Determining the General Mechanics of Construction
Effective visuals require good mechanical considerations. Following are some of the more
Size: Visuals should be the size their contents justify. They can be too small or too large. The
shape of visuals is determined by size and contents—not too tall or wide but balanced.
You should determine the orientation of the visual by considering its size and contents. Sometimes a tall
orientation (portrait) is the answer; sometimes the answer is a wide orientation (landscape). Simply
consider the logical possibilities and select the one that is most easily read.
When deciding on type, consider both style (bold or italics) and font (serif or san serif). Varying
type and size convey different meanings. Consider the medium in selecting a font. New fonts
such as Calibri and Cambria have been optimized for screen display. Be sure the style and font in
the graphic is consistent with the style and font of the report text. Avoid mixing fonts but if you
want to use more than one, pair a serif with a san serif.
Place rules and borders around visuals to help their physical appearance. Always border a small
visual; border a large visual if it needs it.
Used appropriately, color and cross-hatching help readers see comparisons and distinctions.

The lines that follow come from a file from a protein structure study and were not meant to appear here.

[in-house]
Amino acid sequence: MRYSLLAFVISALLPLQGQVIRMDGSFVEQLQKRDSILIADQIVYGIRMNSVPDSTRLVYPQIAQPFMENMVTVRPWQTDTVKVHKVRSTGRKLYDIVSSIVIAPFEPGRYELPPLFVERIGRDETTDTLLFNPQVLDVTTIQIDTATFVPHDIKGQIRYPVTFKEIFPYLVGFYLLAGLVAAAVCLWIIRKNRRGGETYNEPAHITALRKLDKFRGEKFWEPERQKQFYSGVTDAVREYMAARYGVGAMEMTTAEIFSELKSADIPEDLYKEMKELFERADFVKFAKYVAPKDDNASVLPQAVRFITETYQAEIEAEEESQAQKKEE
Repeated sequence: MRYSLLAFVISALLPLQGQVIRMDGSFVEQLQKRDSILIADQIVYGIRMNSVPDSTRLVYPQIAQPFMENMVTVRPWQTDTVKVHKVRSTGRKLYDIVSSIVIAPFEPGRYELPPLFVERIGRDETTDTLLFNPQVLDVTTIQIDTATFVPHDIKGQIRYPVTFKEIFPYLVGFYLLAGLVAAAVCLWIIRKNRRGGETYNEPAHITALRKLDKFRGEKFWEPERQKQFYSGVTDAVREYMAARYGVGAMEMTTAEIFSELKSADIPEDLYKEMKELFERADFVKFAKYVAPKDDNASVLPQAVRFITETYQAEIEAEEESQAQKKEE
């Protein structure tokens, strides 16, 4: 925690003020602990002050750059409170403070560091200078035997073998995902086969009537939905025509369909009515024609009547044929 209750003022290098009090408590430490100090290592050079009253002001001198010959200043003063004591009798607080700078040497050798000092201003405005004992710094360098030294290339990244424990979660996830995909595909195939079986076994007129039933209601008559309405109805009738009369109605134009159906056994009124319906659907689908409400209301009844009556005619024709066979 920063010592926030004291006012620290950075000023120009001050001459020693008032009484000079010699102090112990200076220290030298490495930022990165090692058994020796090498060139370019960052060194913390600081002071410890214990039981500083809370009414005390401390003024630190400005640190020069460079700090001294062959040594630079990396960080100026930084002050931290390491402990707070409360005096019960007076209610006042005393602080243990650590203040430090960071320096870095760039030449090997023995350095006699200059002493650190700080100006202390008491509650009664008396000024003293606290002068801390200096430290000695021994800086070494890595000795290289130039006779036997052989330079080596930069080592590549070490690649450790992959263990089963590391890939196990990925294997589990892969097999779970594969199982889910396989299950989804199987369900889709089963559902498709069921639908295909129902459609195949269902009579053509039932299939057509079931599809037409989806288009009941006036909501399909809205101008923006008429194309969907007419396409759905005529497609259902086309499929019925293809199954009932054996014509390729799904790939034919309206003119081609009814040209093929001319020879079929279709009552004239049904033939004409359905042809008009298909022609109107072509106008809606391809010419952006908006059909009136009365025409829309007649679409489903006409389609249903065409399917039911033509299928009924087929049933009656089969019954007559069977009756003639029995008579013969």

Research has shown that use of color improves comprehension, retention, and ease of extracting
Color adds to the attractiveness of the visual. Be careful, though, if you use color but will print
(or think your reader will print) hard copies. Unless you use a color printer, the visuals will print
in black and white and may be difficult to interpret.
Use clip art to help readers understand the message. Clip art is readily available, but good
judgment is needed to ensure that the clip art used is free of bias toward gender, race, and age.
Also, too much clip art can distract a reader from the message. Clip art that looks cheap, dated,
or cartoon-like should be avoided. Lastly, students should be reminded to get permission to use
Choose background colors, photos, and art carefully. Because colors have emotional and
cultural connotations, writers must be aware of the feelings that colors will evoke on the part of
the reader. A good strategy is to get feedback before making the graphic widely available.
Sometimes background colors, photos, and art can also interfere with reading the text.
Number all visuals in a report, except minor in-text tabulations. Consider the following
If you have many visuals in two or more categories, number each category consecutively.